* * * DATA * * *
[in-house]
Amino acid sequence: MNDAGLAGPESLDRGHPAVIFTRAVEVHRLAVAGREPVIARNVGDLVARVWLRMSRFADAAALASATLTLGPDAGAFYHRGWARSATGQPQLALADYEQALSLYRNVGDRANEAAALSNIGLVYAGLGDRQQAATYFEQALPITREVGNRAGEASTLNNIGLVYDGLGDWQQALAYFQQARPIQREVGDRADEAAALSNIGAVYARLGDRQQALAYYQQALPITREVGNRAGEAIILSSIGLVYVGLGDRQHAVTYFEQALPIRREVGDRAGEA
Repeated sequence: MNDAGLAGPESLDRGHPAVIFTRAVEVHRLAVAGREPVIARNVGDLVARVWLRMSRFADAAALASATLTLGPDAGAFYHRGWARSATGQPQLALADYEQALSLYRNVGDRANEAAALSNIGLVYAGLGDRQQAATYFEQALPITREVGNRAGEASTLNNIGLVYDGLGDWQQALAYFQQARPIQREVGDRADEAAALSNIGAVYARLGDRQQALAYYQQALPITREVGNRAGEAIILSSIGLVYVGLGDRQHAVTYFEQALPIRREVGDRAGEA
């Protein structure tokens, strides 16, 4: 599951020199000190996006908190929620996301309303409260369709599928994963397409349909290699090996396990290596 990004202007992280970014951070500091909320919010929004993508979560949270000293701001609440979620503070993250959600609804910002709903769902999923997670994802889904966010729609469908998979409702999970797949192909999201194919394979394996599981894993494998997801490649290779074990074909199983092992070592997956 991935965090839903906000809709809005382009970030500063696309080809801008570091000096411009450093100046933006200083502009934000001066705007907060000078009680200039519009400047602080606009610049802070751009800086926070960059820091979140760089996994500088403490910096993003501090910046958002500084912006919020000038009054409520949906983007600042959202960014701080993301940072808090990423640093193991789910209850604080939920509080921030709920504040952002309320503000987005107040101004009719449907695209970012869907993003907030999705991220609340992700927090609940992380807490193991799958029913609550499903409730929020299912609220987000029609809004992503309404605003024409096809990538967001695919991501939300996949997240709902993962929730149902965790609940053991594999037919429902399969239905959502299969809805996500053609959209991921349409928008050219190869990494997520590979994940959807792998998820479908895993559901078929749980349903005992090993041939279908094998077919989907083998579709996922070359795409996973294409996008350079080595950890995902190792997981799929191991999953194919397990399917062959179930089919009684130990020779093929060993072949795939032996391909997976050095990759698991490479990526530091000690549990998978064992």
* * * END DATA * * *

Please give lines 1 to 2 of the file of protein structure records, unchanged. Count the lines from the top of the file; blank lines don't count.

[in-house]
Amino acid sequence: MNDAGLAGPESLDRGHPAVIFTRAVEVHRLAVAGREPVIARNVGDLVARVWLRMSRFADAAALASATLTLGPDAGAFYHRGWARSATGQPQLALADYEQALSLYRNVGDRANEAAALSNIGLVYAGLGDRQQAATYFEQALPITREVGNRAGEASTLNNIGLVYDGLGDWQQALAYFQQARPIQREVGDRADEAAALSNIGAVYARLGDRQQALAYYQQALPITREVGNRAGEAIILSSIGLVYVGLGDRQHAVTYFEQALPIRREVGDRAGEA